The 100-year-old Fr. Pierre Bergevin (right) shared the secret of his longevity with Richard Rudashama (left)*.
June 20 was a special day at St. Theresa of Avila Parish in the Diocese of St. Jérôme, Quebec. On the sunny day, the little islands of white clouds in the vast blue sea of the sky were reminiscent of the Creator’s greatness. The parishioners were turned out in their Sunday best. On the program for their Mass: a tribute to Father Pierre Bergevin.
But who is Fr. Bergevin and why was he awarded a commemorative plaque?
Bergevin, who officiated the mass with Fathers Tony Solano and Jean-Marie Proulx, will be resetting his odometer on August 3, his hundredth birthday! His age, when announced, though, seemed like a made-up diversion, because he looks much younger. He was active during the mass and took communion with the amazed parishioners who were honoured to witness such grace.
Bergevin, who was ordained a priest on June 1, 1947, is orderly and capable of adapting to any situation. When I asked him the secret of his longevity, he said, “I think the human body wants discipline and a certain constancy.” He has striven for this constancy in his physical and intellectual activities. Being unfussy, he eats whatever is available and gives thanks to God. Forged by the Scouting spirit and the time he spent in the Canadian Officers’ Training Corps before dedicating himself to God, Bergevin has extraordinary determination and endurance. An avid walker, he has hiked the arduous Camino de Santiago pilgrimage route several times. Having several projects on the go at once, Bergevin often leaves memos strewn on his office floor to remind him of his various project tasks.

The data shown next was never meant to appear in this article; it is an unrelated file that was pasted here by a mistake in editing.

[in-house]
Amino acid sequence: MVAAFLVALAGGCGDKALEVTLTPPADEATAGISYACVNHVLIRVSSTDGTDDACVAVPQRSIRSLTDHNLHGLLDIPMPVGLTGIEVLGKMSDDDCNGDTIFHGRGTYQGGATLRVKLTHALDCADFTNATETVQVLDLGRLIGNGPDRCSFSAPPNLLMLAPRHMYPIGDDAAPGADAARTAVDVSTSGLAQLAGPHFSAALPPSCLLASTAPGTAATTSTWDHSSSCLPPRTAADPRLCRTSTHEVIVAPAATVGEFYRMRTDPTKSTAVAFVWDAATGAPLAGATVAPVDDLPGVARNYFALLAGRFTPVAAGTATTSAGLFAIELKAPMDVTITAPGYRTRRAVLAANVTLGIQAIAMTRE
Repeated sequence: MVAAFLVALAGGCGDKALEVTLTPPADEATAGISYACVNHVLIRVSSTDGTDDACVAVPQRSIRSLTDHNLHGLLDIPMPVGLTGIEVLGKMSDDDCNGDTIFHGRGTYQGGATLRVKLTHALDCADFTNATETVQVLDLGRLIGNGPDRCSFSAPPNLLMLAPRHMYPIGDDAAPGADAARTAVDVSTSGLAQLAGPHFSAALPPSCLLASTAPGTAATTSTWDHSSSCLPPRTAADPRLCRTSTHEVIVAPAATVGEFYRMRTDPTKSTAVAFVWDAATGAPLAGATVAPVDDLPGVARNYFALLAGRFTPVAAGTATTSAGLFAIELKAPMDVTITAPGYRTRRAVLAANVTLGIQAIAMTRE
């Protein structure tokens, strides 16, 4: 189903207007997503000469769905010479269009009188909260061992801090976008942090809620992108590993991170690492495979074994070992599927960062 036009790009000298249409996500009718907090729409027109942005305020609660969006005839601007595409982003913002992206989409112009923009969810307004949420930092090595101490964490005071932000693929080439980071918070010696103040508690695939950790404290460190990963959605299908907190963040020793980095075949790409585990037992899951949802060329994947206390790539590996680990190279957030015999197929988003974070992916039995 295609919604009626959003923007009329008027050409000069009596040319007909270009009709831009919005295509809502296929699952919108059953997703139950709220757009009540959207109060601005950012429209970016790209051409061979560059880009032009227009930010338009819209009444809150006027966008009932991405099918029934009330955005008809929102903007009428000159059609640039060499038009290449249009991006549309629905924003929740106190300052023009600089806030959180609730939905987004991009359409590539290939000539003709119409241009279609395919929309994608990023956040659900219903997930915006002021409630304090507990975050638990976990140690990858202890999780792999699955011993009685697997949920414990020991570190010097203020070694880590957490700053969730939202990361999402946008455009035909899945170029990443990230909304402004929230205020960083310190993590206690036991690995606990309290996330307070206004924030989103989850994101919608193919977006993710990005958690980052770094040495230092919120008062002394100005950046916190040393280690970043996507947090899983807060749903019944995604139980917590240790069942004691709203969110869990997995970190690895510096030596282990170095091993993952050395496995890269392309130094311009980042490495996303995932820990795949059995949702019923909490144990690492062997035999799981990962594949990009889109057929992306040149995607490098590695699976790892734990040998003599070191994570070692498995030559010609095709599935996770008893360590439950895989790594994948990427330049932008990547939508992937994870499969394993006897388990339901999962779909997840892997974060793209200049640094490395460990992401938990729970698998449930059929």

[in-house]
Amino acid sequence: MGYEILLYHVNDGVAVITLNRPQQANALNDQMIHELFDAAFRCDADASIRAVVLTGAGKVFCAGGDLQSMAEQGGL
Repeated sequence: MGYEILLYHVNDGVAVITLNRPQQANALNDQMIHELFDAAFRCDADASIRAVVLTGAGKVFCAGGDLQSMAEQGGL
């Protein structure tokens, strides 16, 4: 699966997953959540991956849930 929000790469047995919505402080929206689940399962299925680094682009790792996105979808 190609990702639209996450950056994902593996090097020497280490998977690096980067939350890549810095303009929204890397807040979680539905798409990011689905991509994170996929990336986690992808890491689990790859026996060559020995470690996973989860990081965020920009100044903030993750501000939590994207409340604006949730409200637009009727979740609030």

Pierre Gagné, president of Development and Peace’s local diocesan council said he felt privileged to pay public tribute to this exceptional priest for his dedication to the community and to Development and Peace.
“Fr. Bergevin is an emblematic figure in our international solidarity movement, a person of undeniable leadership. He leaves an indelible and inspiring mark on the hearts and memories of Development and Peace members,” Gagné said, recalling, “As soon as he arrived in the late 1970s, he formed a Development and Peace committee and has always worked to make things happen. Some people still remember the labyrinth of kiosks he set up in the church basement to explain Development and Peace’s mission, or the long walks he undertook for several years to raise funds for Development and Peace.”
Rounding off his tribute, Gagné called Bergevin “a great unifier who has always been committed to solidarity with those in need.” He concluded, “He is a man of faith who knows how to preach through his gestures and his way of being. He is, simply, inhabited by the Presence of God.”
Pierre Gagné, president of Development and Peace’s local diocesan council, felt privileged to honour Fr. Bergevin*.
Bergevin, in his turn, said that his commitment to Development and Peace did not waver since he was first enamoured of the philosophy and spirit of its mission upon its establishment in 1967.
Its mission, he continued, is to contribute to people’s growth by giving them the means to take charge of their lives. “It’s the lasting work of humanization of the type that Jesus did and asked his disciples to do. One can call it ‘evangelizing’ because to evangelize is also to humanize. And Development and Peace can do this work because we give it the means to do it through our donations.”
After the mass, it was as if Bergevin was soaked in a bath of milling admirers, all suitably socially distanced, of course. Watching from my amazed observer’s corner, I had a fond conviction reconfirmed. Beyond contexts and dynamics, there is a certain magic about Development and Peace that transcends structures, politics and challenges—a torch of harmony and humanity. Is this not the voice of the Holy Spirit?